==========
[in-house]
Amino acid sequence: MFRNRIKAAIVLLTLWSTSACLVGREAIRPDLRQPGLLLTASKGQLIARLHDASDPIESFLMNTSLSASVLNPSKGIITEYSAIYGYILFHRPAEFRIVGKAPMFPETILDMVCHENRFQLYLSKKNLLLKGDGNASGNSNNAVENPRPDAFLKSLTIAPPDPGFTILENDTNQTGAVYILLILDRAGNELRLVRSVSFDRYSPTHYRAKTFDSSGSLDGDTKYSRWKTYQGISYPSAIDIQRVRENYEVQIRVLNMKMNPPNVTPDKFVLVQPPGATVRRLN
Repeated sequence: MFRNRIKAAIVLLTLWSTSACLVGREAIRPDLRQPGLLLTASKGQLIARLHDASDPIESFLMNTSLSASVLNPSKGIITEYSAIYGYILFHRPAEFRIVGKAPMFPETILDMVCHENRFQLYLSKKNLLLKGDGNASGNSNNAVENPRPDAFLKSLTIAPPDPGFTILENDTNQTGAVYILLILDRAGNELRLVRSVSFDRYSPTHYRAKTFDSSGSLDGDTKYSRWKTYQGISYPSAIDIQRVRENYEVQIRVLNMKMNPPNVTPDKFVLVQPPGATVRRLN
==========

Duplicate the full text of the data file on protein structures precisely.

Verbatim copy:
[in-house]
Amino acid sequence: MFRNRIKAAIVLLTLWSTSACLVGREAIRPDLRQPGLLLTASKGQLIARLHDASDPIESFLMNTSLSASVLNPSKGIITEYSAIYGYILFHRPAEFRIVGKAPMFPETILDMVCHENRFQLYLSKKNLLLKGDGNASGNSNNAVENPRPDAFLKSLTIAPPDPGFTILENDTNQTGAVYILLILDRAGNELRLVRSVSFDRYSPTHYRAKTFDSSGSLDGDTKYSRWKTYQGISYPSAIDIQRVRENYEVQIRVLNMKMNPPNVTPDKFVLVQPPGATVRRLN
Repeated sequence: MFRNRIKAAIVLLTLWSTSACLVGREAIRPDLRQPGLLLTASKGQLIARLHDASDPIESFLMNTSLSASVLNPSKGIITEYSAIYGYILFHRPAEFRIVGKAPMFPETILDMVCHENRFQLYLSKKNLLLKGDGNASGNSNNAVENPRPDAFLKSLTIAPPDPGFTILENDTNQTGAVYILLILDRAGNELRLVRSVSFDRYSPTHYRAKTFDSSGSLDGDTKYSRWKTYQGISYPSAIDIQRVRENYEVQIRVLNMKMNPPNVTPDKFVLVQPPGATVRRLN